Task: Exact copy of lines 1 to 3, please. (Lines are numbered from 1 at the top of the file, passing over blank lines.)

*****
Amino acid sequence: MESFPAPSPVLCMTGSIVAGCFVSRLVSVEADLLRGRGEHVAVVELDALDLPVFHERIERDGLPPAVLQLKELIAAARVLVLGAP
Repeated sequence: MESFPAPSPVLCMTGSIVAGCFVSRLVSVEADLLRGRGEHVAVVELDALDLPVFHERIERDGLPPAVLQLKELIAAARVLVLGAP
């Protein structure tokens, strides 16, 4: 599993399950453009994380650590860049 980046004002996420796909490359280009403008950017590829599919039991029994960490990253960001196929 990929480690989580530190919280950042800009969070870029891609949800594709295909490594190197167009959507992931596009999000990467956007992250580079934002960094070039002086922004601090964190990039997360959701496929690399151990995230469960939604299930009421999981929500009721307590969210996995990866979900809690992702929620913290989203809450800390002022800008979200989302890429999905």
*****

Amino acid sequence: MESFPAPSPVLCMTGSIVAGCFVSRLVSVEADLLRGRGEHVAVVELDALDLPVFHERIERDGLPPAVLQLKELIAAARVLVLGAP
Repeated sequence: MESFPAPSPVLCMTGSIVAGCFVSRLVSVEADLLRGRGEHVAVVELDALDLPVFHERIERDGLPPAVLQLKELIAAARVLVLGAP
């Protein structure tokens, strides 16, 4: 599993399950453009994380650590860049 980046004002996420796909490359280009403008950017590829599919039991029994960490990253960001196929 990929480690989580530190919280950042800009969070870029891609949800594709295909490594190197167009959507992931596009999000990467956007992250580079934002960094070039002086922004601090964190990039997360959701496929690399151990995230469960939604299930009421999981929500009721307590969210996995990866979900809690992702929620913290989203809450800390002022800008979200989302890429999905």